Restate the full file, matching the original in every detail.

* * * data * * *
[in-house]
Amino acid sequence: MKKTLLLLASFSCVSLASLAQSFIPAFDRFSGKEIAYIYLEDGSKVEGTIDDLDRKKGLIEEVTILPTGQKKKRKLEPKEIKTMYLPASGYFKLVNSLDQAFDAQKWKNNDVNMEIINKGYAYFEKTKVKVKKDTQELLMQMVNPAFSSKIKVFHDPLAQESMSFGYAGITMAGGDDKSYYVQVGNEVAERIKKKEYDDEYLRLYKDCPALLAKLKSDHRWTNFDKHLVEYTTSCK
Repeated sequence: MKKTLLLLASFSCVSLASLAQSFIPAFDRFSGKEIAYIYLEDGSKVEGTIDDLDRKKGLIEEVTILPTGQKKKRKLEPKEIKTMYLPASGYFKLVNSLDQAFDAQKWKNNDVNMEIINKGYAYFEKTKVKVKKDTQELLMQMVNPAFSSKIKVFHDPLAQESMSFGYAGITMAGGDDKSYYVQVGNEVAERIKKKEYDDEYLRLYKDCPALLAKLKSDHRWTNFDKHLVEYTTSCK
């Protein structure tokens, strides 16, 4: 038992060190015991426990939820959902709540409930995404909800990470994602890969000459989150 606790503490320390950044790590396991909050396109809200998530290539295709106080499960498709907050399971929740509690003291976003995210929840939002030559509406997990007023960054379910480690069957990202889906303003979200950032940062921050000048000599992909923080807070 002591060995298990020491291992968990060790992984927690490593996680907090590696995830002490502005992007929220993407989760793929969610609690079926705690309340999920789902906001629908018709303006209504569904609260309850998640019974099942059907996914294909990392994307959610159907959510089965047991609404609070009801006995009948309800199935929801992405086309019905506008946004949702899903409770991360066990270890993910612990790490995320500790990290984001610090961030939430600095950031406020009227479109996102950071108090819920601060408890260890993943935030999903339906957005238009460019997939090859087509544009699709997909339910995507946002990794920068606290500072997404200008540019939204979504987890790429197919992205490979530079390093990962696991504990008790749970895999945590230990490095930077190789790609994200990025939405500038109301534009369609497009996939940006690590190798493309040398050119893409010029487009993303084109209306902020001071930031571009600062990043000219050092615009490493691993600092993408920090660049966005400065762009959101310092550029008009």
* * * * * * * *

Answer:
[in-house]
Amino acid sequence: MKKTLLLLASFSCVSLASLAQSFIPAFDRFSGKEIAYIYLEDGSKVEGTIDDLDRKKGLIEEVTILPTGQKKKRKLEPKEIKTMYLPASGYFKLVNSLDQAFDAQKWKNNDVNMEIINKGYAYFEKTKVKVKKDTQELLMQMVNPAFSSKIKVFHDPLAQESMSFGYAGITMAGGDDKSYYVQVGNEVAERIKKKEYDDEYLRLYKDCPALLAKLKSDHRWTNFDKHLVEYTTSCK
Repeated sequence: MKKTLLLLASFSCVSLASLAQSFIPAFDRFSGKEIAYIYLEDGSKVEGTIDDLDRKKGLIEEVTILPTGQKKKRKLEPKEIKTMYLPASGYFKLVNSLDQAFDAQKWKNNDVNMEIINKGYAYFEKTKVKVKKDTQELLMQMVNPAFSSKIKVFHDPLAQESMSFGYAGITMAGGDDKSYYVQVGNEVAERIKKKEYDDEYLRLYKDCPALLAKLKSDHRWTNFDKHLVEYTTSCK
């Protein structure tokens, strides 16, 4: 038992060190015991426990939820959902709540409930995404909800990470994602890969000459989150 606790503490320390950044790590396991909050396109809200998530290539295709106080499960498709907050399971929740509690003291976003995210929840939002030559509406997990007023960054379910480690069957990202889906303003979200950032940062921050000048000599992909923080807070 002591060995298990020491291992968990060790992984927690490593996680907090590696995830002490502005992007929220993407989760793929969610609690079926705690309340999920789902906001629908018709303006209504569904609260309850998640019974099942059907996914294909990392994307959610159907959510089965047991609404609070009801006995009948309800199935929801992405086309019905506008946004949702899903409770991360066990270890993910612990790490995320500790990290984001610090961030939430600095950031406020009227479109996102950071108090819920601060408890260890993943935030999903339906957005238009460019997939090859087509544009699709997909339910995507946002990794920068606290500072997404200008540019939204979504987890790429197919992205490979530079390093990962696991504990008790749970895999945590230990490095930077190789790609994200990025939405500038109301534009369609497009996939940006690590190798493309040398050119893409010029487009993303084109209306902020001071930031571009600062990043000219050092615009490493691993600092993408920090660049966005400065762009959101310092550029008009």